“All you need is love” and “skin color doesn’t make a difference.” We hear these comments all the time in conversations about transracial parenting. While people say these with the best intentions, they can become a barrier to engaging in deeper thinking, self-evaluation, and conversations around the complexities of transracial families. These conversations can have an immeasurable positive impact in relationships within transracial families, as well as in children’s development, identity, and wellbeing.
Transracial foster care and adoption placements are very common1. One of the reasons for this is the racial disproportionality within the system. As of 2017, thirty-three percent of children in foster care were African-American even though they make up only 15 percent of the population2. On a local level, the disparity is even more drastic. While less than 30% of St. Louis City and County’s combined population is black, black children account for more than 70% of our local foster care population3. Although transracial placements are safe and appropriate, children still face challenges such as struggling with feeling different and isolated, developing a positive identity, and experiencing racial discrimination1.
The Foster & Adoptive Care Coalition held the newly created Transracial Parenting training in December 2019. We had a conversation with Connie Chrisman, one of our Family Development Specialists for the Dennis and Judy Jones Family Foundation Foster Care and Adoption Program, who shared about the training goals and its importance to our community.
YC: How did the Transracial Parenting training come about?
CC: We knew we needed this training for a long time, it was even included in the Coalition’s latest strategic plan. The STARS training provides a short overview on the topic but left our families with many unanswered questions and feeling underprepared for the relationship. It became clear to the staff that the transracial parenting conversation needed to move beyond skin care and hair care products (which are important things to know about), to deeper, honest talks about self-identity and racial identity in our society, and how it impacts transracial families. It was imperative for us to expand the existing curriculum to fulfill this need. This training is based on materials and learnings from previous Coalition diversity trainings, conversations with diversity training expert Aaron Layton, as well as seeking out audiovisual resources and using the staff’s lived experiences with transracial parenting.
YC: What are the main goals of this training?
CC: We expanded the curriculum to address two main areas: 1) Open people’s eyes to bias and racism by creating a non-defensive environment to have conversations about topics like white privilege, implicit bias, need for diversity, and cultural awareness. These can be difficult conversations, but provide parents with a space for self-reflection, asking questions, and being vulnerable about the topic. 2) Provide parents with practical knowledge and skills to navigate situations and conversations that they might encounter with family members, communities, or strangers. Inevitably, people will ask questions and make comments that, intentionally or unintentionally, can be confusing or harmful to the identity of our children and the family. No amount of training will fully prepare families for these experiences. However, we hope they will feel more confident when responding in these circumstances.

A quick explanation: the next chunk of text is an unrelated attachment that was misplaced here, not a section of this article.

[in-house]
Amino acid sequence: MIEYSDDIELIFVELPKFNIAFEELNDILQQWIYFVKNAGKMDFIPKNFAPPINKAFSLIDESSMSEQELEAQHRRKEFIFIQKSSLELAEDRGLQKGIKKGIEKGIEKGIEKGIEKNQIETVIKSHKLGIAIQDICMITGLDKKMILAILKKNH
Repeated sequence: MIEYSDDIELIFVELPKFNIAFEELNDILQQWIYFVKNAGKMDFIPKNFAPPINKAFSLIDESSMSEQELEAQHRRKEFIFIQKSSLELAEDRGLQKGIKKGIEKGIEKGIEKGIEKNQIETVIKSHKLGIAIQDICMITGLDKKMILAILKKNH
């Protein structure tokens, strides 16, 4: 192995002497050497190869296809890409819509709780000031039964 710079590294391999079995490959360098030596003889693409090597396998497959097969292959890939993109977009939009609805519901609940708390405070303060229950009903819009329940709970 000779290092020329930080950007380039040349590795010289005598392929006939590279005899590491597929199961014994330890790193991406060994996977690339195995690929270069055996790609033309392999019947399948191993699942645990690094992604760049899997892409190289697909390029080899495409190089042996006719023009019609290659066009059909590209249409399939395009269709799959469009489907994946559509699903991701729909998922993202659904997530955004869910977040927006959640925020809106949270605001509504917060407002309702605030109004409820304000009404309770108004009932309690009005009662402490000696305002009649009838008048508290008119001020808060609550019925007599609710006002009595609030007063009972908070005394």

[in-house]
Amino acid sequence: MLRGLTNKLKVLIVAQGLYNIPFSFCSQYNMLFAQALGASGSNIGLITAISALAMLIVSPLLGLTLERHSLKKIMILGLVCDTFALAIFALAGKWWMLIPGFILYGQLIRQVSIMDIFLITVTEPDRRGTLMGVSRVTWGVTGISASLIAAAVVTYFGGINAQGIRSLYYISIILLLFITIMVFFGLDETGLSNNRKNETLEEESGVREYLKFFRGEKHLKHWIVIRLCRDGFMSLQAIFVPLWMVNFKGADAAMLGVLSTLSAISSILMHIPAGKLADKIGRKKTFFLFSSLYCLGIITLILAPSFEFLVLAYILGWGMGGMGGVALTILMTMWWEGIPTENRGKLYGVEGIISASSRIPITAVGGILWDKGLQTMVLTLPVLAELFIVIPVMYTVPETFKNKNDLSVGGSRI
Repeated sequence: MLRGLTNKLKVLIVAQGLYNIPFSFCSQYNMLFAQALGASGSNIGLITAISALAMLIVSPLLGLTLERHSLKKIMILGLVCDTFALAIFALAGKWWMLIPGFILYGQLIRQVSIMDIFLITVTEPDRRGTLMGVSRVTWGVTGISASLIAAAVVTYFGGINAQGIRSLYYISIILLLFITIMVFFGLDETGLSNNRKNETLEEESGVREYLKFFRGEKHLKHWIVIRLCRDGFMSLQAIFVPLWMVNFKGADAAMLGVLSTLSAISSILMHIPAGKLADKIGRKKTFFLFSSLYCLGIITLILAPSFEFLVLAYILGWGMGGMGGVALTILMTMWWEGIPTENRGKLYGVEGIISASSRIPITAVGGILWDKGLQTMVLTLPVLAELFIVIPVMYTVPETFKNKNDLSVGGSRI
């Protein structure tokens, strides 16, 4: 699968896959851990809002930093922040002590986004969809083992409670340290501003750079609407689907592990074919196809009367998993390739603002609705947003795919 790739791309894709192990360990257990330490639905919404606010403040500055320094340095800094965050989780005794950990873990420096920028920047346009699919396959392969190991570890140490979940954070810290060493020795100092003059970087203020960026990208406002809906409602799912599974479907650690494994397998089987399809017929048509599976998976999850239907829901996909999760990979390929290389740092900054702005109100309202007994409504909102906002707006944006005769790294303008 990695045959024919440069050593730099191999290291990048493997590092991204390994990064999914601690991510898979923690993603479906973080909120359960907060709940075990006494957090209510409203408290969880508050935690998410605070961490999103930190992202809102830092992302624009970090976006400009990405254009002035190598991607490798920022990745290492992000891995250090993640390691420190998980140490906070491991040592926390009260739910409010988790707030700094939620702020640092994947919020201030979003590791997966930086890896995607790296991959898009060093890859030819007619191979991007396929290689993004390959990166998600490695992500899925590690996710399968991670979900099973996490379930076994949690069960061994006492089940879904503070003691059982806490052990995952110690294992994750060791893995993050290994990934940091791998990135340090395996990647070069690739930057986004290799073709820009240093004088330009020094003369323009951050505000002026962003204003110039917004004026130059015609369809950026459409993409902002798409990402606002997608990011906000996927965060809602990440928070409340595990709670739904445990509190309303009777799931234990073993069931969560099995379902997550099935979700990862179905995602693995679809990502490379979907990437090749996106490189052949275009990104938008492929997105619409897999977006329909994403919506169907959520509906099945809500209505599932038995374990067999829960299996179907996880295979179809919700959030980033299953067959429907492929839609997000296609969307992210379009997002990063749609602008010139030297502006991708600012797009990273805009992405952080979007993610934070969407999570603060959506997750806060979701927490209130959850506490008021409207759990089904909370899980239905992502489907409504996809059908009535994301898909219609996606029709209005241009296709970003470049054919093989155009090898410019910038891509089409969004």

Through the training we also strive to connect them to community resources available to support transracial families. These include bookstores, theaters, and other organizations that help parents provide their children with an environment that will affirm their racial identity.
YC: What are some the big takeaways for parents?
CC: Colorblindness is sometimes confused with trying to show children unconditional love- but it does the opposite: colorblindness denies a child who they are and who they are meant to be. The truth is that we have never had the lived experience of being of their race, and never will. It is important that as parents we teach our children how race impacts families and themselves, and have long-term competencies to face and fight against discrimination and racism. Our children will grow up and move away from our protection, they need to be as equipped as possible to navigate these challenges.
YC: Any words of wisdom for parents of transracial families?
CC: For parents, it takes self-evaluation and vulnerability to ask for help. Just because we can’t meet all of our children’s cultural needs, it doesn’t mean we don’t know them/love them. One of the ways we show our love is by not becoming complacent parents, and continue to find new and creative ways to meet their needs according to their developmental stage.
Some practical ways transracial families can find support include seeking out events, family groups, and building a diverse group of friends. Most importantly, as parents, we need to become advocates, speak up, and have conversations. This can be done in different ways; not everybody is a public demonstrator, but you can vote for policy and individuals that support diversity and inclusion, educate your friends, and engage in difficult conversations with grace and respect.
1 Fostering Perspectives (November, 2015). Parenting a Child of a Different Race http://fosteringperspectives.org/fpv20n1/Deese.htm
2NCSL (2017). Disproportionality and Disparity in Child Welfare
3Missouri’s Fostering Court Improvement Database
“Colorblindness is sometimes confused with trying to show children unconditional love- but it does the opposite: colorblindness denies a child who they are and who they are meant to be.”